We followed that with a hair-raising start to 2016, where the S&P finished down 1.5 percent after being down more than 2 percent intraday.
Volatility is, in part, due to the explosive popularity of derivatives like options and futures – and Exchanged Traded Funds (ETFs). Buying or selling rights to assets (that's what derivatives are) like stocks gives markets directional signals that overstate actual supply and demand, producing big market swings.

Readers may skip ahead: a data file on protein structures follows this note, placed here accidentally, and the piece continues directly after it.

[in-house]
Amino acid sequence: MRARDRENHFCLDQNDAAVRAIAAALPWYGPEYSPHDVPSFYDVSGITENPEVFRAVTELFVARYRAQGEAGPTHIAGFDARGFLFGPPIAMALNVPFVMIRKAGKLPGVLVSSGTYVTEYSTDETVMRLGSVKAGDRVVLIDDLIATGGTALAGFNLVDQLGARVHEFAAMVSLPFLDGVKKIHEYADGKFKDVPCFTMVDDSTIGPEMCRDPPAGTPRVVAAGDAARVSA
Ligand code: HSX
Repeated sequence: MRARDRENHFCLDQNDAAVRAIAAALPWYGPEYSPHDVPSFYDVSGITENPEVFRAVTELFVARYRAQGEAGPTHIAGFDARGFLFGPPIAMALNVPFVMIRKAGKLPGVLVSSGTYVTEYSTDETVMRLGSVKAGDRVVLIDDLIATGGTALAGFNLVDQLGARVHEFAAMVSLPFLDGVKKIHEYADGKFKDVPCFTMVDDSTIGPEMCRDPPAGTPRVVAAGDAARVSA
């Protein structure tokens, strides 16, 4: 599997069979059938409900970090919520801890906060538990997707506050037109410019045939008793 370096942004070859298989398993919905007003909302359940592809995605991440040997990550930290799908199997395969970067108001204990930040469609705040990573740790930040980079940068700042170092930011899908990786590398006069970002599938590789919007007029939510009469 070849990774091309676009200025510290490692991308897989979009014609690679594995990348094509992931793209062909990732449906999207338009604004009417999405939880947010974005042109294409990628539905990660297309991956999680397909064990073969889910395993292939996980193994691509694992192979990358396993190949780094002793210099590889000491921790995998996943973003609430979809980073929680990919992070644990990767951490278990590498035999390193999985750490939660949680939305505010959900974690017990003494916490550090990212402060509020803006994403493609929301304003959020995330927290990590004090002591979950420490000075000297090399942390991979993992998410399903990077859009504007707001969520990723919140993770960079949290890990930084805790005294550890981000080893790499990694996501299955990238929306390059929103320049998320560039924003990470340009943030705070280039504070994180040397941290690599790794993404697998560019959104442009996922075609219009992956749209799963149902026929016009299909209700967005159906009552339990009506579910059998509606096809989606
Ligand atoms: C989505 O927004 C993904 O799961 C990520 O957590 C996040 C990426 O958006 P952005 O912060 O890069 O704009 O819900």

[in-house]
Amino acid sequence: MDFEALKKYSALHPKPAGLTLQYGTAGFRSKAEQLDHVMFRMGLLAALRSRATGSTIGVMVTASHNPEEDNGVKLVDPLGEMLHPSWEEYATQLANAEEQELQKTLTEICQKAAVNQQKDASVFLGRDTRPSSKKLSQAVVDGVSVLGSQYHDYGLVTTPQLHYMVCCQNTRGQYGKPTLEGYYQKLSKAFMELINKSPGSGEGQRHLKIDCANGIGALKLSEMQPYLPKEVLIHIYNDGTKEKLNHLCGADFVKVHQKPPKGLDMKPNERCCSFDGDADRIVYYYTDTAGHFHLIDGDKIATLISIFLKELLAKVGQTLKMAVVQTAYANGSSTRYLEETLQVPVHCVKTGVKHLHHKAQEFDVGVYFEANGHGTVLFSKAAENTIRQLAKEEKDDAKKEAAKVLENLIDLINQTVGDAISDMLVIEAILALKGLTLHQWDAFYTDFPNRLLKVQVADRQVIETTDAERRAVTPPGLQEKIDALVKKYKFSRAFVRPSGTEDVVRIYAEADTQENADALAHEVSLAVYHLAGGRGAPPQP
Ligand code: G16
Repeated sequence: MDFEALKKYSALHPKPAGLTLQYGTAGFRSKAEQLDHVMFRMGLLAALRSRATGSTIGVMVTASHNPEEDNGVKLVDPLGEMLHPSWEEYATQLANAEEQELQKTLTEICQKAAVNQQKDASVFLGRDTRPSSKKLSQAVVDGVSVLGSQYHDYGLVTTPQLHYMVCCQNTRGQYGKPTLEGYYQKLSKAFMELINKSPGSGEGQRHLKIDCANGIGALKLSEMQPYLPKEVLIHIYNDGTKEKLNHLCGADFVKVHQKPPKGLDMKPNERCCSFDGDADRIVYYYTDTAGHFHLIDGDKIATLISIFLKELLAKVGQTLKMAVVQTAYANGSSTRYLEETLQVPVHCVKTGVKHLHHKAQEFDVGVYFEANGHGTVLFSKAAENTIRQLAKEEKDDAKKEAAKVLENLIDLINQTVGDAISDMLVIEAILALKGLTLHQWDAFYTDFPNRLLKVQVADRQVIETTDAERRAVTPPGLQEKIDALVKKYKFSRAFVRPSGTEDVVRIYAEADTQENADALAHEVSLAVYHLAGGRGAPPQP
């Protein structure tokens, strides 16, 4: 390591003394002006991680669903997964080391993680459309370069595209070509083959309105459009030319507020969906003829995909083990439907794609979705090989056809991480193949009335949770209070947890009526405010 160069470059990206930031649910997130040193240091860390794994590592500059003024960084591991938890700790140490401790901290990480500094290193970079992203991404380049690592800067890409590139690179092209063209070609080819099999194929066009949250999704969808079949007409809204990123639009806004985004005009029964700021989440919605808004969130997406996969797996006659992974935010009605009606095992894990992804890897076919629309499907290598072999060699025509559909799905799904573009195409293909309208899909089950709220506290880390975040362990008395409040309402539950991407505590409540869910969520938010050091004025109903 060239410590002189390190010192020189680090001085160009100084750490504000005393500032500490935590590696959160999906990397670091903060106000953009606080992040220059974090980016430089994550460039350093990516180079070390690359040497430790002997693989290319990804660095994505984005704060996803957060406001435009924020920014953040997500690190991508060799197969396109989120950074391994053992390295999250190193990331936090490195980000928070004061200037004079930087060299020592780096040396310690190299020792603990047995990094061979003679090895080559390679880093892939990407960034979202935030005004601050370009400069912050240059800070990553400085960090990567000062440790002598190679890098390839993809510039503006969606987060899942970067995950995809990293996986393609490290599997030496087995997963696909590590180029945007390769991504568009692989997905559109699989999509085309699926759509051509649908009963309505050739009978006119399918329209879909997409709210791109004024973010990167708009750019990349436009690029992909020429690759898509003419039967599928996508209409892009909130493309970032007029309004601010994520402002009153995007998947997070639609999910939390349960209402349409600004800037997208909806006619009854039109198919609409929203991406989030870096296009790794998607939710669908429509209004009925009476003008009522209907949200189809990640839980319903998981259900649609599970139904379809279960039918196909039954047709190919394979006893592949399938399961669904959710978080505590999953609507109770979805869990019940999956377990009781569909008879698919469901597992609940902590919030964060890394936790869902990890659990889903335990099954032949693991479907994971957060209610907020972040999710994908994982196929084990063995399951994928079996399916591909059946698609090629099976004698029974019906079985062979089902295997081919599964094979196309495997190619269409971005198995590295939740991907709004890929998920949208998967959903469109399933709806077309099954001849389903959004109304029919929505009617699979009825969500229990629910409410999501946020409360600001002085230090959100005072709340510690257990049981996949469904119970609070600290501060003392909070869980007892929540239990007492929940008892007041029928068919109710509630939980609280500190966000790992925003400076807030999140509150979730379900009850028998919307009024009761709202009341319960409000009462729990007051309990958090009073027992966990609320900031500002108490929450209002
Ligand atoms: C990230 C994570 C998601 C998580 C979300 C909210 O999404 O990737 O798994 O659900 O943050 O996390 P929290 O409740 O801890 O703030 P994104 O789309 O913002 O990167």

ETFs are, in effect, the most popular derivative. Last year, 81 percent of financial advisors recommended ETFs, according to the Journal of Financial Planning. And, while the rate of conventional institutional turnover (the amount of assets under management sold each year) was 42 percent, according to the Investment Company Institute, the rate of change in holdings for ETFs is an astonishing 2,200 percent, according to ETF portal ETFdb.com.